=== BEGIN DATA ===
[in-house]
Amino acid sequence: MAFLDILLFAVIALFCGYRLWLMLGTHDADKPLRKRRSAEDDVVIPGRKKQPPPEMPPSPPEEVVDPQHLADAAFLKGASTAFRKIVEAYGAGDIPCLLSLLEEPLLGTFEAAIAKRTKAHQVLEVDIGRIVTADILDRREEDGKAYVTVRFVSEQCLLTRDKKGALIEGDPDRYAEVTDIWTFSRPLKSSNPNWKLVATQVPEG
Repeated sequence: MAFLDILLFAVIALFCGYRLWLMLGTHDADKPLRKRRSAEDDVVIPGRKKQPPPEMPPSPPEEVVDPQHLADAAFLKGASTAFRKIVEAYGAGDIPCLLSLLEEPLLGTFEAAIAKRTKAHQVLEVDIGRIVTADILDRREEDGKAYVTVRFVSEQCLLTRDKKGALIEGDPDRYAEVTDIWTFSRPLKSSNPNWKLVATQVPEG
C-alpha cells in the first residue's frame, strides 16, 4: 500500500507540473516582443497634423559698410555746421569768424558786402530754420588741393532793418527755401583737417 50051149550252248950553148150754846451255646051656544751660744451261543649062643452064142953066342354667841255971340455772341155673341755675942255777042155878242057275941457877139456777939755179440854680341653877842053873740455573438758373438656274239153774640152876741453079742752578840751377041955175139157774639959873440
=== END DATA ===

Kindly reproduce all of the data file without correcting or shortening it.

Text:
[in-house]
Amino acid sequence: MAFLDILLFAVIALFCGYRLWLMLGTHDADKPLRKRRSAEDDVVIPGRKKQPPPEMPPSPPEEVVDPQHLADAAFLKGASTAFRKIVEAYGAGDIPCLLSLLEEPLLGTFEAAIAKRTKAHQVLEVDIGRIVTADILDRREEDGKAYVTVRFVSEQCLLTRDKKGALIEGDPDRYAEVTDIWTFSRPLKSSNPNWKLVATQVPEG
Repeated sequence: MAFLDILLFAVIALFCGYRLWLMLGTHDADKPLRKRRSAEDDVVIPGRKKQPPPEMPPSPPEEVVDPQHLADAAFLKGASTAFRKIVEAYGAGDIPCLLSLLEEPLLGTFEAAIAKRTKAHQVLEVDIGRIVTADILDRREEDGKAYVTVRFVSEQCLLTRDKKGALIEGDPDRYAEVTDIWTFSRPLKSSNPNWKLVATQVPEG
C-alpha cells in the first residue's frame, strides 16, 4: 500500500507540473516582443497634423559698410555746421569768424558786402530754420588741393532793418527755401583737417 50051149550252248950553148150754846451255646051656544751660744451261543649062643452064142953066342354667841255971340455772341155673341755675942255777042155878242057275941457877139456777939755179440854680341653877842053873740455573438758373438656274239153774640152876741453079742752578840751377041955175139157774639959873440